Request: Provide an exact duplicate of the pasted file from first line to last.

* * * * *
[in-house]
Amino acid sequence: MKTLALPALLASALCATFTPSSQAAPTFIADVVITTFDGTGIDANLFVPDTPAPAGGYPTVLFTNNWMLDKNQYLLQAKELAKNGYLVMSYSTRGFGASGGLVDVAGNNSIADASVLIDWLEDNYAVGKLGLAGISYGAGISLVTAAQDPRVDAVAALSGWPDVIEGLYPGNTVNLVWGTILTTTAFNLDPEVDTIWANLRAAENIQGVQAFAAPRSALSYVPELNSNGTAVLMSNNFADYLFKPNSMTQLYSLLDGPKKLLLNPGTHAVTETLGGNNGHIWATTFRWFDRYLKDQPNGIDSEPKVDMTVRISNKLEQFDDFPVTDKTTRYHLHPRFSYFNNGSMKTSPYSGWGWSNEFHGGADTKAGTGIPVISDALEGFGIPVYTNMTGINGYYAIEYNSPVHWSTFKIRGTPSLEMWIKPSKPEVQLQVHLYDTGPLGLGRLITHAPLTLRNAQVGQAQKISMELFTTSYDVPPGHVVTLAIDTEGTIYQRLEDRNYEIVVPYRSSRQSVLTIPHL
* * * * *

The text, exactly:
[in-house]
Amino acid sequence: MKTLALPALLASALCATFTPSSQAAPTFIADVVITTFDGTGIDANLFVPDTPAPAGGYPTVLFTNNWMLDKNQYLLQAKELAKNGYLVMSYSTRGFGASGGLVDVAGNNSIADASVLIDWLEDNYAVGKLGLAGISYGAGISLVTAAQDPRVDAVAALSGWPDVIEGLYPGNTVNLVWGTILTTTAFNLDPEVDTIWANLRAAENIQGVQAFAAPRSALSYVPELNSNGTAVLMSNNFADYLFKPNSMTQLYSLLDGPKKLLLNPGTHAVTETLGGNNGHIWATTFRWFDRYLKDQPNGIDSEPKVDMTVRISNKLEQFDDFPVTDKTTRYHLHPRFSYFNNGSMKTSPYSGWGWSNEFHGGADTKAGTGIPVISDALEGFGIPVYTNMTGINGYYAIEYNSPVHWSTFKIRGTPSLEMWIKPSKPEVQLQVHLYDTGPLGLGRLITHAPLTLRNAQVGQAQKISMELFTTSYDVPPGHVVTLAIDTEGTIYQRLEDRNYEIVVPYRSSRQSVLTIPHL